Are we in a civil war?

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Punch Newspapers on the 1st of May 2019 reported that the acting Inspector-General of Police, Alhaji Mohammed Adamu, said 1,071 persons lost their lives in crime-related cases across the country in the first quarter of 2019. In this same period 685 people were kidnapped. Yemi Kale, Nigeria’s statistician general in a tweet on the back of this news summed it up when he tweeted: ‘’This will be 8 people kidnapped and 12 people killed every day. If this data is correct and properly reported then it’s more serious than I thought’’.

Like Yemi Kale, many of us do not realize that the state of insecurity in Nigeria today is more serious than we think. I urge you to think about some related facts when you think about this. Firstly, all over the world security agencies always understate casualties to the public. So, if the Inspector General says 1071 deaths, pluck a number from the sky and add to that figure to get a near approximate. Secondly, note that crime in Nigeria is largely unreported, so the Inspector General’s data is based on the number of cases reported to the police.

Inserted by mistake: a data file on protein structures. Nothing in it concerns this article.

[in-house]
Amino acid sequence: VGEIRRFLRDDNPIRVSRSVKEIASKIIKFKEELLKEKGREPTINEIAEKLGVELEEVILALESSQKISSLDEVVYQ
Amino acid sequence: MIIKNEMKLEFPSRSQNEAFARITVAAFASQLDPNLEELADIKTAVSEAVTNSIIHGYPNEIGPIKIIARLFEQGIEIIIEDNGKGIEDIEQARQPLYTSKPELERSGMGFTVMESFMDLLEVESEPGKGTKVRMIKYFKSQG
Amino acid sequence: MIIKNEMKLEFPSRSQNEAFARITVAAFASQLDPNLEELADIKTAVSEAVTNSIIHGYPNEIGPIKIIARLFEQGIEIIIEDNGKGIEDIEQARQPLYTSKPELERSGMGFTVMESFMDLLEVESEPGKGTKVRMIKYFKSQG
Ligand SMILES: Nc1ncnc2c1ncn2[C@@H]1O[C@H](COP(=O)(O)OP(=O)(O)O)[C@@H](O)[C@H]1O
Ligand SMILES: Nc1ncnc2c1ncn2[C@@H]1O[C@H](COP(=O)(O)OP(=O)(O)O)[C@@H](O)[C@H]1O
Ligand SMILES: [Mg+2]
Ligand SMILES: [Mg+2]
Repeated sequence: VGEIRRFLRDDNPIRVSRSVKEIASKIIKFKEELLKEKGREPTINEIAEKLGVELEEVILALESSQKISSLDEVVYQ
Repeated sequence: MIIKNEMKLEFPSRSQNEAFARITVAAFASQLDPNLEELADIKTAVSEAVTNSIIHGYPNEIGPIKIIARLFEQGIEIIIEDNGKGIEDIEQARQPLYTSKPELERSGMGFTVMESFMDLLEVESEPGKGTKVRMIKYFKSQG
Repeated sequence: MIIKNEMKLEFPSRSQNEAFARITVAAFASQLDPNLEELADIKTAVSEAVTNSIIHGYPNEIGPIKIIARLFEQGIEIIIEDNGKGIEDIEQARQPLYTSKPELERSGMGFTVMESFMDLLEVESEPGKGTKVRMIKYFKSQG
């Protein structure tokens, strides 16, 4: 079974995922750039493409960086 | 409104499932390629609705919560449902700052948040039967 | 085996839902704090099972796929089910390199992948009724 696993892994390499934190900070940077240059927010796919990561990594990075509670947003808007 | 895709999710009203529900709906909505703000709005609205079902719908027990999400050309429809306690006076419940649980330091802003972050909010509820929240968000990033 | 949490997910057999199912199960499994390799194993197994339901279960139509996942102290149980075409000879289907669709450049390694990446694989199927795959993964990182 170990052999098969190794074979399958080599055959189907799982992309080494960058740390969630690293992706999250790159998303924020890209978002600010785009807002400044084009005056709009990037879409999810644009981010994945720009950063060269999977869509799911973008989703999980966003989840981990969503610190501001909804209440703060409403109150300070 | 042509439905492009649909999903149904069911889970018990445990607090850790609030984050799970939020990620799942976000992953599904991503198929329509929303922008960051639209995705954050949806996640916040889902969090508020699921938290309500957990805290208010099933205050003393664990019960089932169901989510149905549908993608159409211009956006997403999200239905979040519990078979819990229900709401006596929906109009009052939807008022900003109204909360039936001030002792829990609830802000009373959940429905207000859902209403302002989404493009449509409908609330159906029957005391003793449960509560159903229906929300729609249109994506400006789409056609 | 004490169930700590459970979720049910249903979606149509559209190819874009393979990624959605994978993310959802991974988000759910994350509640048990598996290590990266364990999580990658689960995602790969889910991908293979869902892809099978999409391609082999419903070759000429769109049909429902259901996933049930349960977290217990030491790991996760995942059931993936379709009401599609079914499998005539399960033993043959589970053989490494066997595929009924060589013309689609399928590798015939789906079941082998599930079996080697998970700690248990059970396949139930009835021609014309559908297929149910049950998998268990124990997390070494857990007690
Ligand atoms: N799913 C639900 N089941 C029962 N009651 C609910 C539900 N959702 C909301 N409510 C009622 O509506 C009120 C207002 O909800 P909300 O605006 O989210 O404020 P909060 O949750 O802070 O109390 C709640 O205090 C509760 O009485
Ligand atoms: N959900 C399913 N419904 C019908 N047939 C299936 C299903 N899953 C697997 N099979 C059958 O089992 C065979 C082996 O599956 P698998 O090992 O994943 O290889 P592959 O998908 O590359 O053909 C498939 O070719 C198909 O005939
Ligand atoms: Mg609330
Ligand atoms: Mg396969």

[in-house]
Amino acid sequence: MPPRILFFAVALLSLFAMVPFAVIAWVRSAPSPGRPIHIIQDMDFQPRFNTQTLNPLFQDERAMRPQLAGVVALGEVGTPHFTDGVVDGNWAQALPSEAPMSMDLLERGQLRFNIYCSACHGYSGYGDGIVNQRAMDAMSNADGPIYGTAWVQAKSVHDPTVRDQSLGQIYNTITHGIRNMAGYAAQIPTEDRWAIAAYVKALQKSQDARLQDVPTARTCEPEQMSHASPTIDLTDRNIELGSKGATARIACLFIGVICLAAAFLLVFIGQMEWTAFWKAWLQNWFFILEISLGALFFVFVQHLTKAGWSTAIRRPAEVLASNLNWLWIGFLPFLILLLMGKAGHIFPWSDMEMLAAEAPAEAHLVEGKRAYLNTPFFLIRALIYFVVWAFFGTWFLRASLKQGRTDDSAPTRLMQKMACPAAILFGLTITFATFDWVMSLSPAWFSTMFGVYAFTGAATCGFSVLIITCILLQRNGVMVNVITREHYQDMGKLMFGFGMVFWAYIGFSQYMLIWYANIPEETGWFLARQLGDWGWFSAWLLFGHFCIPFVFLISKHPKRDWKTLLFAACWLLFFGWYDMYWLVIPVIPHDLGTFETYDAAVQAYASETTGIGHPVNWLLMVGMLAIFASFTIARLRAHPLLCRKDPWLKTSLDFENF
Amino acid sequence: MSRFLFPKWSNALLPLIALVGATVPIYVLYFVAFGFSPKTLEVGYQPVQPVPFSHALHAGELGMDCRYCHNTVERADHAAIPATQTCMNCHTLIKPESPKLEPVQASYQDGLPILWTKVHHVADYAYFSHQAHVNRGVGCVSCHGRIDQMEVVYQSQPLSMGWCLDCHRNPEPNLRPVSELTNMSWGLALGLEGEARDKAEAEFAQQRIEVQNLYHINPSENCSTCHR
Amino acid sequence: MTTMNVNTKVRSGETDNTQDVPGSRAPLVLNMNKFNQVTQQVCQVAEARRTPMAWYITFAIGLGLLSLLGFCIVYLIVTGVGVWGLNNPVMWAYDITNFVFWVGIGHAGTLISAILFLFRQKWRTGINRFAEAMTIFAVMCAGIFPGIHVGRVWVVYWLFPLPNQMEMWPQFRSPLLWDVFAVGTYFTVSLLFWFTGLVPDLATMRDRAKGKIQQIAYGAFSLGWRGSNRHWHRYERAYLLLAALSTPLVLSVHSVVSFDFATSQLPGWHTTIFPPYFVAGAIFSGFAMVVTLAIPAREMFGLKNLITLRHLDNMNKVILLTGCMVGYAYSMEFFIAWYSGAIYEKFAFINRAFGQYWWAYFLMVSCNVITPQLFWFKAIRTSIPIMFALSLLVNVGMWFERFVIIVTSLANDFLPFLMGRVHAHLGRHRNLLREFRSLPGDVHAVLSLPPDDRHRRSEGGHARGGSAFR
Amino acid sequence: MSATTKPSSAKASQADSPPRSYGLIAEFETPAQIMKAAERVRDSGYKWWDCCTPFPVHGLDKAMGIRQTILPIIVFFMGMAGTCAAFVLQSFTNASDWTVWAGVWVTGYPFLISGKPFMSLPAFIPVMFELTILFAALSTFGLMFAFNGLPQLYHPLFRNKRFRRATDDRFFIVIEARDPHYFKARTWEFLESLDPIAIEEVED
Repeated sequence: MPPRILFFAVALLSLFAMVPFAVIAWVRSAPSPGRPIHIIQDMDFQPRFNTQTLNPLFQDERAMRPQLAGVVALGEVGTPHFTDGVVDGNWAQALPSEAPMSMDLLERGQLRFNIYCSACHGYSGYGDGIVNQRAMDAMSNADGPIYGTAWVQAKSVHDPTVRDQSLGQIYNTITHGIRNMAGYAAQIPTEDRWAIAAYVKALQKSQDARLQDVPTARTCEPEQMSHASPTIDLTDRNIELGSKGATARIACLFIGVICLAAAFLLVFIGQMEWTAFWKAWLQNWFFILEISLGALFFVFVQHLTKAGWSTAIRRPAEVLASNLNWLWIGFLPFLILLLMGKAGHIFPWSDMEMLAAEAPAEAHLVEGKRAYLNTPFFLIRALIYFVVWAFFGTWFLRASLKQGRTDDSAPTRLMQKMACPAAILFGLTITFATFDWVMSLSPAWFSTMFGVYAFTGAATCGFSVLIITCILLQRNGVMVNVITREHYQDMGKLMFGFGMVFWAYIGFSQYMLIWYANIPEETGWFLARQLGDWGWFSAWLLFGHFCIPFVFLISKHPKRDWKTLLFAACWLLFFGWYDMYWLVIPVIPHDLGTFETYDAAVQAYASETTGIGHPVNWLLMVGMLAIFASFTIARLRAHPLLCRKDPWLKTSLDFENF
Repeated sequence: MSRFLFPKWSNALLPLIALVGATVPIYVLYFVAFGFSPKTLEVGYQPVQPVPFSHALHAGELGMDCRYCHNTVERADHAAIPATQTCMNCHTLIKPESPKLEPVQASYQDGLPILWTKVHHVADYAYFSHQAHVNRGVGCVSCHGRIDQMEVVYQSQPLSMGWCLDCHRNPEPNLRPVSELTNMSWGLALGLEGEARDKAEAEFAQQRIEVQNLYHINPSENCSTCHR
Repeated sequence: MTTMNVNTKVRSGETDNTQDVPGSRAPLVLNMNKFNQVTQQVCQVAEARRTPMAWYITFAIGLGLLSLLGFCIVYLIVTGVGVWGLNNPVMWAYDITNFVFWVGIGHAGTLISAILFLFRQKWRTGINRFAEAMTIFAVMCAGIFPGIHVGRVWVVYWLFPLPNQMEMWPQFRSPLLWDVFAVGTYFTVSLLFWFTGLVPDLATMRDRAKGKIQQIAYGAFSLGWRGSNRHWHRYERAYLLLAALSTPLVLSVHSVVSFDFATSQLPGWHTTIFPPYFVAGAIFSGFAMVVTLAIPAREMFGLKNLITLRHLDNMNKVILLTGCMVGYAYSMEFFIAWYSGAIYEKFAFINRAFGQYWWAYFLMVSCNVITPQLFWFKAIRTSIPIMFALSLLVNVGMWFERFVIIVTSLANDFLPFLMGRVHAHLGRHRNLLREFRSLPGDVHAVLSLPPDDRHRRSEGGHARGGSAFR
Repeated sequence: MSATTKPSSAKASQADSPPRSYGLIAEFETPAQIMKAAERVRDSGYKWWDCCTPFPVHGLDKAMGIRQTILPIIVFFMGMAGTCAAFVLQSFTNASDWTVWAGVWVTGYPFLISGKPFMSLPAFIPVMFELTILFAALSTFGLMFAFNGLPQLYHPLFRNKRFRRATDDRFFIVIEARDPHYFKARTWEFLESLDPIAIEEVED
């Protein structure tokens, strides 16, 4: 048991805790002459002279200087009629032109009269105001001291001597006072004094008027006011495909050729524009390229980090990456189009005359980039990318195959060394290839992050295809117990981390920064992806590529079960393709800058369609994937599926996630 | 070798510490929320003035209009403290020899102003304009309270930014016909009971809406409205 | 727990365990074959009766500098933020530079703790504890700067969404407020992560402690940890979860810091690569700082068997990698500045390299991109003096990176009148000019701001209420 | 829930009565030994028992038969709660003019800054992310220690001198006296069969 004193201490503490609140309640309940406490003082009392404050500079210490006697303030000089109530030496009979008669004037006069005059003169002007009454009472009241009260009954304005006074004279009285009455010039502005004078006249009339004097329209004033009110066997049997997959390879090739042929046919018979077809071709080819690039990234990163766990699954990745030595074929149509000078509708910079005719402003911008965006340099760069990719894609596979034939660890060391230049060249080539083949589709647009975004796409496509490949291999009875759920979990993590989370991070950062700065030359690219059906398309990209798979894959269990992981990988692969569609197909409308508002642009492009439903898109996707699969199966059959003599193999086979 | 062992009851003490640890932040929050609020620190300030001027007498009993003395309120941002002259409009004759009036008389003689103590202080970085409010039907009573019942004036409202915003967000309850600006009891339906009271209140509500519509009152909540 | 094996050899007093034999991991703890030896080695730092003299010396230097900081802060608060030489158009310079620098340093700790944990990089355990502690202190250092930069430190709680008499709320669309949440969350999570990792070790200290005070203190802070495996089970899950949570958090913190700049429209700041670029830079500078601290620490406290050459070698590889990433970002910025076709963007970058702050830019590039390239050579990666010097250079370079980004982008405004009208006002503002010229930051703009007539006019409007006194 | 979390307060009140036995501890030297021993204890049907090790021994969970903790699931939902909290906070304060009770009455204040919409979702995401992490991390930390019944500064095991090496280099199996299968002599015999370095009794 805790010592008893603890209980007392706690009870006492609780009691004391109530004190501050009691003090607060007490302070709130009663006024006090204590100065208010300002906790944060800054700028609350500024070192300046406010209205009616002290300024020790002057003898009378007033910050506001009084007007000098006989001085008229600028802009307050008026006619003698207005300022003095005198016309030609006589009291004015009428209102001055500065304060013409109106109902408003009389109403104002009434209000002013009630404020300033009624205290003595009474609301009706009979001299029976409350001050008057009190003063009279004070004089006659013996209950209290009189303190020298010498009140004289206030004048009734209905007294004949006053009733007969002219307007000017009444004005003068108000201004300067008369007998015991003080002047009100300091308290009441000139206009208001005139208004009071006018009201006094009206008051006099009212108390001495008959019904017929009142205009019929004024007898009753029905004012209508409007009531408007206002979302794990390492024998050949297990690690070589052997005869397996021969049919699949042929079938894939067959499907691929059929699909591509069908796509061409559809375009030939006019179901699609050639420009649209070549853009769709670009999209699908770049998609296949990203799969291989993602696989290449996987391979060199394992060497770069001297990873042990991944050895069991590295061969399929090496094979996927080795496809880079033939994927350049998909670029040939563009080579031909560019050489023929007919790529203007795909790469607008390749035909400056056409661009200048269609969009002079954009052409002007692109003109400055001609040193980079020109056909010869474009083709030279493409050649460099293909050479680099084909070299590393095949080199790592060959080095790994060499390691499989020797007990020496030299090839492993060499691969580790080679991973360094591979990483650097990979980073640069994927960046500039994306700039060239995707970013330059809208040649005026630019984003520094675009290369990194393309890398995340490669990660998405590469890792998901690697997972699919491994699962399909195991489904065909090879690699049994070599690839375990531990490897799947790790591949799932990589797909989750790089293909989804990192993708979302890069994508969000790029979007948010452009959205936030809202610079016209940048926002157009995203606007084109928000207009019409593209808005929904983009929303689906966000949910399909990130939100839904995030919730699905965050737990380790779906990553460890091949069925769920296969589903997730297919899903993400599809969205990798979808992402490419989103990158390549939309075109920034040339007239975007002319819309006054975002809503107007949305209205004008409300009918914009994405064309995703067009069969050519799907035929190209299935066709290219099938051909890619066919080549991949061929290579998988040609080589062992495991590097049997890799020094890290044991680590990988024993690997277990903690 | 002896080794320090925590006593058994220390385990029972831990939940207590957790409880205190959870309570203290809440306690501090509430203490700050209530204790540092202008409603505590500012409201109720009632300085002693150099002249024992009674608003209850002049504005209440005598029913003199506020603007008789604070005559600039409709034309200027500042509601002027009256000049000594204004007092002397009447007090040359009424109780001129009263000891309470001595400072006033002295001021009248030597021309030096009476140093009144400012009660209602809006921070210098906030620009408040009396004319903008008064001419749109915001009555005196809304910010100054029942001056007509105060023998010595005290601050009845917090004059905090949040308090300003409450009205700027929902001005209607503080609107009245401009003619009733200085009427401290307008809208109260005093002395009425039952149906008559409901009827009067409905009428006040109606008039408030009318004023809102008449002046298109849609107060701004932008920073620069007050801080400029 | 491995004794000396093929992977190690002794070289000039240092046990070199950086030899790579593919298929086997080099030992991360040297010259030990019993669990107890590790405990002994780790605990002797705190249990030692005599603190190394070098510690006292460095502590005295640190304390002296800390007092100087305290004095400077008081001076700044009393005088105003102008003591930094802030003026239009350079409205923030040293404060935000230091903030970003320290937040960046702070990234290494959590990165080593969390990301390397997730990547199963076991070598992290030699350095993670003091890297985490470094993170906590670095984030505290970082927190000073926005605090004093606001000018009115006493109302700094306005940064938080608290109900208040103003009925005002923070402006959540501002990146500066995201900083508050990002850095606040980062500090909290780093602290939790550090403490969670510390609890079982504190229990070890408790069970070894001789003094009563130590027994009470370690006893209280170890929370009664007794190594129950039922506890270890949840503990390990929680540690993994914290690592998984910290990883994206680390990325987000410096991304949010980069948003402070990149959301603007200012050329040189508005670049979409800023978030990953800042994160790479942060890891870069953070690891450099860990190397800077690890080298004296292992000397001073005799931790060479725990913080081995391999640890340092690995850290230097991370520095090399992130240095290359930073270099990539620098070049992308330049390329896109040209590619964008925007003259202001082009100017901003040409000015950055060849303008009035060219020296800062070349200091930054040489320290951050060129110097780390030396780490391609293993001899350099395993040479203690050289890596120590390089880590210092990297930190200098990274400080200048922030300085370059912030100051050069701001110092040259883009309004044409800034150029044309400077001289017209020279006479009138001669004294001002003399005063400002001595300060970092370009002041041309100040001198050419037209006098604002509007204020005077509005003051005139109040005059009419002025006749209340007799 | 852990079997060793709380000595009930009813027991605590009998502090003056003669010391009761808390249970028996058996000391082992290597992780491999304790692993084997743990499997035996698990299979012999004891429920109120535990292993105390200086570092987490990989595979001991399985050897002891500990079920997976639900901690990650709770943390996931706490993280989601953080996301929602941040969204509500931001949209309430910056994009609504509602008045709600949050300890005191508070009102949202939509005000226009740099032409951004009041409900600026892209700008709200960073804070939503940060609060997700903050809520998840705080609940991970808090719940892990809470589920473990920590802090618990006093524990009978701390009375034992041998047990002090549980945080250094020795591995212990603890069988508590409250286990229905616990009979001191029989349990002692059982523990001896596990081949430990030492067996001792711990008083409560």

Thirdly, we are not sure the Inspector General stats includes the Boko Haram related deaths or the 260 people reported by Reuters to have lost their lives during the 2019 elections – campaign stampedes, election violence, extra judicial killings and the like. Let us assume the figures quoted by the Inspector General of Police are near correct, the question then that I ask is whether these figures do not put Nigeria in a civil war situation? It will be interesting to compare this 1071 deaths in 3 months with death statistics for actual civil wars and see where the numbers take us.

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